Gloves and Mittens

In the White Mountains mittens are recommended but I prefer the dexterity of heavy gloves; gore-tex shell with an insulating layer.  I find in cold or arctic conditions around 0 degrees Fahrenheit (-15 Celsius) or colder, heat packs in heavy gloves will keep your fingers from getting cold.  It is much colder aloft on brisk winter days and in winter mornings valleys can be colder.  In warmer conditions I don't recommend heat packs because the heat will circulate to you warming you up too much.

Keep Cool and Dry

In winter you should dress in layers instead of one heavy coat.  In winter you should try not to get too warm, and peel off layers so you don't sweat too much.  Even in temperatures around 10 degrees F you may peel down to a long sleeve undershirt hiking up the mountain.  You should keep cool and dry in winter.  You can get chilled and hypothermic in wet, sweat soaked clothes.

Water and Food

It is advisable to bring plenty of water in winter, especially in cold conditions.  In colder conditions the air is drier.  You lose hydration from sweat, perspiration and respiration.  Dehydration may diminish circulation causing hypothermia and frostbite.  Water can also freeze up so you should keep it wrapped up and on a longer hike keep a bottle of water for later in a layer so your body warmth will keep it from freezing.  You consume extra calories in winter so you should bring snacks to eat as well.  You can get hypothermic if you run out of calories to burn.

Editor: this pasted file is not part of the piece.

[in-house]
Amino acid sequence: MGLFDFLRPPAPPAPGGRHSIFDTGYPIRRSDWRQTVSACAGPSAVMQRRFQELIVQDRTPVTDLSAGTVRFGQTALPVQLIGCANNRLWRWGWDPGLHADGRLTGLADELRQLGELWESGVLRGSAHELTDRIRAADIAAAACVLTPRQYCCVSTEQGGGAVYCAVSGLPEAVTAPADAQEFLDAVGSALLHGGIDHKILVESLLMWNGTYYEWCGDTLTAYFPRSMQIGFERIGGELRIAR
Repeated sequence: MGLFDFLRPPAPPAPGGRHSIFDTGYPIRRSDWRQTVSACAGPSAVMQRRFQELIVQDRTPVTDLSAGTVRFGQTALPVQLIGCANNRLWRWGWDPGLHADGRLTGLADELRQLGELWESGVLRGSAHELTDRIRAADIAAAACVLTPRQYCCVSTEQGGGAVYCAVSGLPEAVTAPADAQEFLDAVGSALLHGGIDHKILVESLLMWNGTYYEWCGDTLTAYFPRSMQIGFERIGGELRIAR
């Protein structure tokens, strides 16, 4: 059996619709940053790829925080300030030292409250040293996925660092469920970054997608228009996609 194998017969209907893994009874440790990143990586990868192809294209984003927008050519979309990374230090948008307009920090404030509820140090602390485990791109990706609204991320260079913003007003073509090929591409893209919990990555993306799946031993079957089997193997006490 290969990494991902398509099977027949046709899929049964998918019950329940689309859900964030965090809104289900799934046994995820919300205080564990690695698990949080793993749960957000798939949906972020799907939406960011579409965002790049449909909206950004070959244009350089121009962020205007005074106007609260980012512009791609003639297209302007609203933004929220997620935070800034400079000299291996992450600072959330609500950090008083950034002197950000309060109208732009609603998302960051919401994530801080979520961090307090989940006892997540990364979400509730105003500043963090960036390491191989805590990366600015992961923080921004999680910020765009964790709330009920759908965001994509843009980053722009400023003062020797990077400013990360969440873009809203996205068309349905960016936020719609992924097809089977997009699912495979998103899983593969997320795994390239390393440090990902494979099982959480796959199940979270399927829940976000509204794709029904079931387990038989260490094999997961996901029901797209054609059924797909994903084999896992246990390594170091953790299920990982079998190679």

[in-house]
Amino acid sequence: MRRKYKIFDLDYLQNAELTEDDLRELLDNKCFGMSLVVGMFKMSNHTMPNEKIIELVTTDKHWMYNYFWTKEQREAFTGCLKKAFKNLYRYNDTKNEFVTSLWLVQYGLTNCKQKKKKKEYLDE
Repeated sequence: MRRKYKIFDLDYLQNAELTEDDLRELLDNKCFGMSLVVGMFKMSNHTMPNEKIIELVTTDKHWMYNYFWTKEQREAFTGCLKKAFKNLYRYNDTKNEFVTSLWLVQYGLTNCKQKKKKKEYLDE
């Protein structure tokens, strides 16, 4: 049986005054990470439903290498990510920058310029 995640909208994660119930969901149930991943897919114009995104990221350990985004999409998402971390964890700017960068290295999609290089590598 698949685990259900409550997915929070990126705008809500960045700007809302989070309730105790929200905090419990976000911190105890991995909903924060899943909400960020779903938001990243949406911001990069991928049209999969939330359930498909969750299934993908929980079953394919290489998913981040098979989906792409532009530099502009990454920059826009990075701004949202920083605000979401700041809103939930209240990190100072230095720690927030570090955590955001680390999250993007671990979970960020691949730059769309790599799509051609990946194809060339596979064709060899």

Be Prepared to Spend the Night

In winter, hiking the White Mountains of NH or Adirondacks, NY it is recommended that you be prepared to spend the night and essentially backpack, such as packing a bivy.  You should also pack extra heat-packs for fingers and toes to prevent frostbite.  Backpacking may be overkill on Mount Monadnock but I pack 2 extra heavy duty trash bags for shelter to survive a possible night on the mountain.  Trash bags are very lightweight and take little space in a pack.  Trash bags have been recommended for survival by Navy Seals.  A trash bag may also come in handy if a zipper breaks on a coat above treeline exposed to the cold winter winds.  Winter days are short and be aware of time of sunset.

Winter Hiking in Monadnock State Park

Monadnock State Park is open 365 days a year.  Monadnock State Park is plowed and cleared for winter hiking.  Other trail-heads may not be accessible, clear or parking may be limited.  You may even need a shovel.  Check the weather before hiking because even driving in the hill-country can be a challenging and hazardous in snowy or icy weather.  There are also un-groomed cross-country ski trails in Monadnock State Park.

Below: Pumpelly Trail

Monadnock Trails to visit:


Monadnock Trails website: Author, Creator, and photos by Frederick Pitcher 2015
Use of the information on this site is the sole risk of the user.  The author is not responsible for the trails or anyone's ability to follow them.  In addition to the trails there are certain places in this website described that are off trail.  Anyone exploring Monadnock does so at their own risk.


Tags: Winter Hiking, Hiking Safety, Safe Winter Hiking, Mountain Hiking, Backpacking Safety, Monadnock Trails, Monadnock Mountain, New Hampshire Hiking, Monadnock, Hiking New Hampshire, Mt Monadnock, NH

Jaffrey Weather Forecast, NH

The weather above is for the base of the mountain.